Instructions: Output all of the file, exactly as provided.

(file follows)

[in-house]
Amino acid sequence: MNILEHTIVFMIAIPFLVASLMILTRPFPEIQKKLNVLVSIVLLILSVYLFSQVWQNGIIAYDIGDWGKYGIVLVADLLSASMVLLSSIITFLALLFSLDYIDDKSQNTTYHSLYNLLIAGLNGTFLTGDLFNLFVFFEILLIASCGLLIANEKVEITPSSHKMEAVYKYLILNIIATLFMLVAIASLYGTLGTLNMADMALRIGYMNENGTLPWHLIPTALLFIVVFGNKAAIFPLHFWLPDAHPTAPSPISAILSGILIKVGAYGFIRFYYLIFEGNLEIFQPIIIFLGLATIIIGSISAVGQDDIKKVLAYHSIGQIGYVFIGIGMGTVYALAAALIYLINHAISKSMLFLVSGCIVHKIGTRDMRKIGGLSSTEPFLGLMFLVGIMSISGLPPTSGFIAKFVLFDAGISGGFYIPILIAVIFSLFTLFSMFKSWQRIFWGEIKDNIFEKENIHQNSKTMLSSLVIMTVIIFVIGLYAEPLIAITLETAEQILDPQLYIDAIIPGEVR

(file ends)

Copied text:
[in-house]
Amino acid sequence: MNILEHTIVFMIAIPFLVASLMILTRPFPEIQKKLNVLVSIVLLILSVYLFSQVWQNGIIAYDIGDWGKYGIVLVADLLSASMVLLSSIITFLALLFSLDYIDDKSQNTTYHSLYNLLIAGLNGTFLTGDLFNLFVFFEILLIASCGLLIANEKVEITPSSHKMEAVYKYLILNIIATLFMLVAIASLYGTLGTLNMADMALRIGYMNENGTLPWHLIPTALLFIVVFGNKAAIFPLHFWLPDAHPTAPSPISAILSGILIKVGAYGFIRFYYLIFEGNLEIFQPIIIFLGLATIIIGSISAVGQDDIKKVLAYHSIGQIGYVFIGIGMGTVYALAAALIYLINHAISKSMLFLVSGCIVHKIGTRDMRKIGGLSSTEPFLGLMFLVGIMSISGLPPTSGFIAKFVLFDAGISGGFYIPILIAVIFSLFTLFSMFKSWQRIFWGEIKDNIFEKENIHQNSKTMLSSLVIMTVIIFVIGLYAEPLIAITLETAEQILDPQLYIDAIIPGEVR